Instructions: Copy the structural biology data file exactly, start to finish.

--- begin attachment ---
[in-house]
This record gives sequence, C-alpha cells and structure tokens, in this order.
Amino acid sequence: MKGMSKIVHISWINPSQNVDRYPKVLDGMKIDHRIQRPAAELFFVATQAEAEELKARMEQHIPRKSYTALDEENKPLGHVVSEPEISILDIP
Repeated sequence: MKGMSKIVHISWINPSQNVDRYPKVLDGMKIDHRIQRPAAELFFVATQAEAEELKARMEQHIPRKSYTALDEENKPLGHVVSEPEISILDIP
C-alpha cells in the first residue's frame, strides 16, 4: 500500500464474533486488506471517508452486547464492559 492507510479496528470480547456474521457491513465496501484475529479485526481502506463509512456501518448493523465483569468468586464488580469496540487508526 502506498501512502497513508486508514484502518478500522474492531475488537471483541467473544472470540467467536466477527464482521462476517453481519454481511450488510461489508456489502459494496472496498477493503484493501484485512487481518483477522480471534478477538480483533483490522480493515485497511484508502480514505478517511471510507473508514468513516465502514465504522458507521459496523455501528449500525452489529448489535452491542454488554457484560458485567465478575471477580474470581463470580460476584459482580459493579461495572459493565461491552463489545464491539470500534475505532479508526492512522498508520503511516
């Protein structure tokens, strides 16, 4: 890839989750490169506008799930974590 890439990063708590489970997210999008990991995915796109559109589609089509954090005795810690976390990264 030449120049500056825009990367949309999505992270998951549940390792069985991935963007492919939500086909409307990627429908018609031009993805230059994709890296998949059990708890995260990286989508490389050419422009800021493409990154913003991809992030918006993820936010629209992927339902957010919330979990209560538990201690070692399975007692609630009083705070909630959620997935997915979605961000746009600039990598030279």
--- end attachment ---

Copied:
[in-house]
This record gives sequence, C-alpha cells and structure tokens, in this order.
Amino acid sequence: MKGMSKIVHISWINPSQNVDRYPKVLDGMKIDHRIQRPAAELFFVATQAEAEELKARMEQHIPRKSYTALDEENKPLGHVVSEPEISILDIP
Repeated sequence: MKGMSKIVHISWINPSQNVDRYPKVLDGMKIDHRIQRPAAELFFVATQAEAEELKARMEQHIPRKSYTALDEENKPLGHVVSEPEISILDIP
C-alpha cells in the first residue's frame, strides 16, 4: 500500500464474533486488506471517508452486547464492559 492507510479496528470480547456474521457491513465496501484475529479485526481502506463509512456501518448493523465483569468468586464488580469496540487508526 502506498501512502497513508486508514484502518478500522474492531475488537471483541467473544472470540467467536466477527464482521462476517453481519454481511450488510461489508456489502459494496472496498477493503484493501484485512487481518483477522480471534478477538480483533483490522480493515485497511484508502480514505478517511471510507473508514468513516465502514465504522458507521459496523455501528449500525452489529448489535452491542454488554457484560458485567465478575471477580474470581463470580460476584459482580459493579461495572459493565461491552463489545464491539470500534475505532479508526492512522498508520503511516
């Protein structure tokens, strides 16, 4: 890839989750490169506008799930974590 890439990063708590489970997210999008990991995915796109559109589609089509954090005795810690976390990264 030449120049500056825009990367949309999505992270998951549940390792069985991935963007492919939500086909409307990627429908018609031009993805230059994709890296998949059990708890995260990286989508490389050419422009800021493409990154913003991809992030918006993820936010629209992927339902957010919330979990209560538990201690070692399975007692609630009083705070909630959620997935997915979605961000746009600039990598030279």